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Netflix has scored a First Amendment victory against a law firm that advises the rich and powerful throughout the world. On Wednesday, a California federal judge granted the streamer’s motion to strike libels claims made by the law firm of Mossack Fonseca over The Laundromat.
Mossack Fonseca is the Panama City firm that had millions of its client documents exposed back in 2016. The so-called “Panama Papers” shed light on international off-shore tax maneuvering, and many investigative journalists followed with exposes. That includes Jake Bernstein, who authored Secrecy World: Inside the Panama Papers Investigation of Illicit Money Networks and the Global Elite, which became the basis of The Laundromat. The movie, directed by Steven Soderbergh, stars Meryl Streep as a widow searching for answers for swindled insurance money. Mossack Fonseca claimed defamation from the depiction of the firm as a group of ruthless uncaring lawyers involved in money laundering, tax evasion, bribery and other criminal conduct. The firm unsuccessfully attempted to halt the movie’s release.
U.S. District Court Judge Consuelo Marshall now tackles Netflix’s motion under California’s anti-SLAPP law, a statute allowing defendants to quickly escape litigation on matters of public interest when First Amendment activity is implicated.
Marshall concludes that the plaintiff can’t establish a probability of success, and thus, its libel claims fail.
The judge writes: “The Court finds no reasonable viewer of the Film would interpret the Film as conveying ‘assertions of objective fact,’ particularly given the statement at the beginning of the Film ‘BASED ON ACTUAL SECRETS’ which sets the stage and the disclaimer at the end of the Film that states the Film is fictionalized for dramatization and is not intended to reflect any actual person or history.”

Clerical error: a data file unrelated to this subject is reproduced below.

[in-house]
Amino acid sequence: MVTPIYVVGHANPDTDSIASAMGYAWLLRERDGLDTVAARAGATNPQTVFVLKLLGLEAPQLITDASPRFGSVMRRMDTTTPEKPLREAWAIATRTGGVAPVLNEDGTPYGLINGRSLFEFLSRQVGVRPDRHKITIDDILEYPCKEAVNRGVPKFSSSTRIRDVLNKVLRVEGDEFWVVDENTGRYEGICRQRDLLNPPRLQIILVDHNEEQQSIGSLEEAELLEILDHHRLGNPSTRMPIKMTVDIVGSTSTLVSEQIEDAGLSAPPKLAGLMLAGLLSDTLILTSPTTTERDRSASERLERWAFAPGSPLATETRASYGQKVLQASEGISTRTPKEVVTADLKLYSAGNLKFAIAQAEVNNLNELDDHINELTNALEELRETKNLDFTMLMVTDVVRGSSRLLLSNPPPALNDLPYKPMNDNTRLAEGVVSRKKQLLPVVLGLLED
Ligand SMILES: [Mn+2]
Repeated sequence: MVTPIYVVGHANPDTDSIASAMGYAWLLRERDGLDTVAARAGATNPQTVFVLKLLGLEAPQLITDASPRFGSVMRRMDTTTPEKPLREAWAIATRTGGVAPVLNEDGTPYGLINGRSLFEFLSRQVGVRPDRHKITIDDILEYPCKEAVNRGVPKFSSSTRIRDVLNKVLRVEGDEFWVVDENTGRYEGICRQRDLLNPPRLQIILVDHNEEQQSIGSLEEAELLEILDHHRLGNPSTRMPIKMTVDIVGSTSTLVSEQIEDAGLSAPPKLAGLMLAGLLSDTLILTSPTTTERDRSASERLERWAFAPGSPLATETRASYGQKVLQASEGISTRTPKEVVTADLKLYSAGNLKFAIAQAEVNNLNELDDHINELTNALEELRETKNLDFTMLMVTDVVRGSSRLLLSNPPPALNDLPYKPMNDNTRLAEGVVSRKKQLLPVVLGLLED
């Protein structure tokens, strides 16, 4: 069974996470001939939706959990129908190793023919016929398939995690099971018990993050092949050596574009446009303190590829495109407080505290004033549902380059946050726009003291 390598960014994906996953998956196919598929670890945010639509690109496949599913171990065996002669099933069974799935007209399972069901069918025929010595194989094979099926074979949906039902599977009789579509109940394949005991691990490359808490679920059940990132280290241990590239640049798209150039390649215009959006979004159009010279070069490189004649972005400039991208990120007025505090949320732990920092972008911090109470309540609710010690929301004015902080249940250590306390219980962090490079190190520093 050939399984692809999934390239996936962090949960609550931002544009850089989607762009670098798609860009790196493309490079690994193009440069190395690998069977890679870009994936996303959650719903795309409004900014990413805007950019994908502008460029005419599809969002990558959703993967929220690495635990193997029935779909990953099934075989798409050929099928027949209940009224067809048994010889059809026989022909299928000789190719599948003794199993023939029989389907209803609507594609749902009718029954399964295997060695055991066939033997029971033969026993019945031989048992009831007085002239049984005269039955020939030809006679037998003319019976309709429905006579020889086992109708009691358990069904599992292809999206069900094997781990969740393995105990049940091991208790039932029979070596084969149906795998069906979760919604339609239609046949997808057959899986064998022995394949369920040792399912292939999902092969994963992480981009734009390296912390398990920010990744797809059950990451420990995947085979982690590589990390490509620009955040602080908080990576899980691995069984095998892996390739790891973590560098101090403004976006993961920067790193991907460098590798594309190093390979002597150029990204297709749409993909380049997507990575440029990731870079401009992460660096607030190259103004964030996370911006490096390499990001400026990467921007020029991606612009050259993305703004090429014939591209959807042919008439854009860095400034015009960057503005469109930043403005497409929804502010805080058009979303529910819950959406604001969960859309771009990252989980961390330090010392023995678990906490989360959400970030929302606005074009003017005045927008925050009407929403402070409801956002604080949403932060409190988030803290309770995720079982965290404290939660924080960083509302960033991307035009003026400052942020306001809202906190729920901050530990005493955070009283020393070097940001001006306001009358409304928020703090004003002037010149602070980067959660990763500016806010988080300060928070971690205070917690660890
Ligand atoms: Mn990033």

Marshall also decides that lawyers are lawyers, and that’s important when parsing criminal behavior and the film’s impressions.
“Even assuming a reasonable viewer would view the Film as statements of actual fact, the Film does not portray Plaintiffs as directly involved in the murders, drug cartels, and other criminal activity committed by their clients as referenced in the Complaint,” continues the opinion. “The [Second Amended Complaint] alleges some of the offshore entities created by Plaintiffs ‘appears to have been utilized by some [end users] for criminal activity including, but not limited to, money laundering, tax evasion, bribery and/or fraud.’ Therefore, the Film’s portrayal of persons for whom Plaintiffs created shell companies as engaging in criminal activity is not false.”
The lawsuit isn’t completely over as Mossack Fonseca maintains legal claims including trademark dilution and false advertising that weren’t subject to the SLAPP motion.
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